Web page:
Posts Tagged ‘self improvement’

7 Reasons to Accept Your Limitations

In Designer Lifestyle on November 28, 2012 at 10:16 pm

What happens when limitations overpower us

It’s difficult not to feel hard done-by when you consider some of the problems some of us suffer from. We dream of having the freedom to do whatever we want and to shed whatever shackles are holding us back. But limitations aren’t manacles or a jail sentence. If they are managed in the proper way, they can be the inspiration for great feats of creativity and daring. Enough pressure creates diamonds.

There are the more obvious limitations like physical disabilities, health or mental issues, limited finances and poor education. But we are also good at creating limitations that are entirely made up. When you come to accept your limitations, you will escape denial and figure out ways to cope, to improve, or to rise above them.

1. Life isn’t fun without a challenge.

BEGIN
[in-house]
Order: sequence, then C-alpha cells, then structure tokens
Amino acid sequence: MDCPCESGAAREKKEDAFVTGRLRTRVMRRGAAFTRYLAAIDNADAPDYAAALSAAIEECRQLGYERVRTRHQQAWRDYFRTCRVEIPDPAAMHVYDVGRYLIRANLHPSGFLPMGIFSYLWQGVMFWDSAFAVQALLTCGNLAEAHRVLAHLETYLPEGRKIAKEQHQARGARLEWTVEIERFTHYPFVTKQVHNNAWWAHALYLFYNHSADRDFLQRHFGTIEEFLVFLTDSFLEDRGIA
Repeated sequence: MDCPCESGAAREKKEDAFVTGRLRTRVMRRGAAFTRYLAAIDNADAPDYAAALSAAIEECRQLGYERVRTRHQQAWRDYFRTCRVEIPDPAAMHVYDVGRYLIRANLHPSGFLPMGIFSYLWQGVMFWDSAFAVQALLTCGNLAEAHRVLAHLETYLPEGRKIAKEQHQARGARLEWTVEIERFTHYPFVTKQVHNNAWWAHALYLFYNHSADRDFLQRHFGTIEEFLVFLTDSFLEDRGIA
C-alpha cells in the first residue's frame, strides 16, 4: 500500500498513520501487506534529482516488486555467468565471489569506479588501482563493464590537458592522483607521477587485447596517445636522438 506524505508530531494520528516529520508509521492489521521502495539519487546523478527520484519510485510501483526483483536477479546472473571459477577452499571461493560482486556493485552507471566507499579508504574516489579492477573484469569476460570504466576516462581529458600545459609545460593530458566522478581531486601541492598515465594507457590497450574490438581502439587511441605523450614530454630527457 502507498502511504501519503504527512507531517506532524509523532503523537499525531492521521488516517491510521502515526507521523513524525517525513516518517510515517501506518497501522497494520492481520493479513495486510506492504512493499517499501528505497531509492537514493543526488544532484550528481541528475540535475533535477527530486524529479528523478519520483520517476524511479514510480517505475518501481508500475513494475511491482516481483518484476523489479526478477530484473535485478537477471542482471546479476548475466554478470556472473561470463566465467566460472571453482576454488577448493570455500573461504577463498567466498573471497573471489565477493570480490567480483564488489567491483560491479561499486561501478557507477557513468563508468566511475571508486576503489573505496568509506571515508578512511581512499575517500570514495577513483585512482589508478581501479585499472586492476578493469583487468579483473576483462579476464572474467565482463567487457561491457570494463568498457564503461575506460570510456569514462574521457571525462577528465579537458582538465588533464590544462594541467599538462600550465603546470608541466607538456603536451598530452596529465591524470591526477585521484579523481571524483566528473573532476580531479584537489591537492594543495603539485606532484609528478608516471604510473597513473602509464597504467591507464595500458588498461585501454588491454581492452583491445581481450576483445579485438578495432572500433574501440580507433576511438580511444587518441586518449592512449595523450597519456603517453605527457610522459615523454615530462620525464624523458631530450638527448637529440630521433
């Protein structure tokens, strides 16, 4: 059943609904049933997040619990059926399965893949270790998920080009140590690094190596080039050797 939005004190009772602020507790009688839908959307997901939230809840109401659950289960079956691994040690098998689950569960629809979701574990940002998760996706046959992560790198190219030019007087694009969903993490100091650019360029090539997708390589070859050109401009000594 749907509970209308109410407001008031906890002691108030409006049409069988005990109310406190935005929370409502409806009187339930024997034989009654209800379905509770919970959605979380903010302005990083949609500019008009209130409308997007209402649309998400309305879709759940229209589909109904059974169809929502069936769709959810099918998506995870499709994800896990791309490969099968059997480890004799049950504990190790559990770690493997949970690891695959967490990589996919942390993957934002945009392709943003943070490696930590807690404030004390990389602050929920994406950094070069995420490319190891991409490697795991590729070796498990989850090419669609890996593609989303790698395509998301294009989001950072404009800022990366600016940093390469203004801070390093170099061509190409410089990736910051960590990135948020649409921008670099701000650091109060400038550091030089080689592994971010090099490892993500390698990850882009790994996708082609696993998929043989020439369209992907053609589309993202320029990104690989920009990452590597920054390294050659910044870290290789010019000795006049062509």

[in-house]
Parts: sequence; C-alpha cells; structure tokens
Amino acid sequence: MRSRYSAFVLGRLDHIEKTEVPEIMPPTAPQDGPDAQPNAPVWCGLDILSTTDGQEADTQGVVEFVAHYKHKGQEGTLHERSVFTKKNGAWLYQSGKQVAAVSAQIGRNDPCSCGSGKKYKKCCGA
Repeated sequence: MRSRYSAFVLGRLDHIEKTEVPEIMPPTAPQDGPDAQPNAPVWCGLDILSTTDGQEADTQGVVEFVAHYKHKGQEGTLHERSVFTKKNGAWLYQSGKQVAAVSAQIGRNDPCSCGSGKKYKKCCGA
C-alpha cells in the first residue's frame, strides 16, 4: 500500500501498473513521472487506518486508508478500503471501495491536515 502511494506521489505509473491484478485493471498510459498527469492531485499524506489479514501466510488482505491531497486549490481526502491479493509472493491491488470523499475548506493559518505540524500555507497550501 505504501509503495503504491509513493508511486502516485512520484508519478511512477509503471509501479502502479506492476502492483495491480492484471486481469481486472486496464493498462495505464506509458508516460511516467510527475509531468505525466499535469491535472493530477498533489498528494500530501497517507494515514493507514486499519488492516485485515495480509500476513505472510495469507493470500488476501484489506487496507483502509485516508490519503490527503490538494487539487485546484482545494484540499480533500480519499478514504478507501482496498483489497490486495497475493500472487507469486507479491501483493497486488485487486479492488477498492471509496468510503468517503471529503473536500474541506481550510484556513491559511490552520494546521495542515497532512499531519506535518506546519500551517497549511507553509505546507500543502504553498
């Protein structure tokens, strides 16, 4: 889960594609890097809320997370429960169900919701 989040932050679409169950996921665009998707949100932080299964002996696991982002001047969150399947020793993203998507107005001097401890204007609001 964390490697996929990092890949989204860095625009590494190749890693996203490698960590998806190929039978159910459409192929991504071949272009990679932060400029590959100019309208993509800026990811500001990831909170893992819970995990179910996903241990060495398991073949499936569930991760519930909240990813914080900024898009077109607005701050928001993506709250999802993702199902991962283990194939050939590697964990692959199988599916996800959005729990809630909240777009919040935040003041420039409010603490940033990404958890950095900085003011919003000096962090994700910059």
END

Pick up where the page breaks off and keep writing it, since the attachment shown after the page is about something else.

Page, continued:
If you could have everything that you wanted handed to you on a plate, it would be amazing. For a short time. But we give value to things by striving towards them and appreciating the effort we’ve put into them. If you could have something without effort, you might end up wanting more. There are reasons that we hear about lottery winners losing all their money so frequently. Some people simply can’t respect their new wealth if they don’t feel that they’ve earned it, so they lose it. What the people we don’t hear about do is realise that using the money wisely is an even greater challenge. In rising to it, they have to deal with begging relatives, shady investors and their own greed.

2. So many others have it so much worse.

Without sounding holier than thou, you need reminding that you’re reading this on the internet – a luxury many people can’t afford. Some people don’t have the money, others don’t have the time. Time they need to spend walking twenty miles to school, or caring for sick loved ones. Having perspective makes dealing with your own issues so much easier.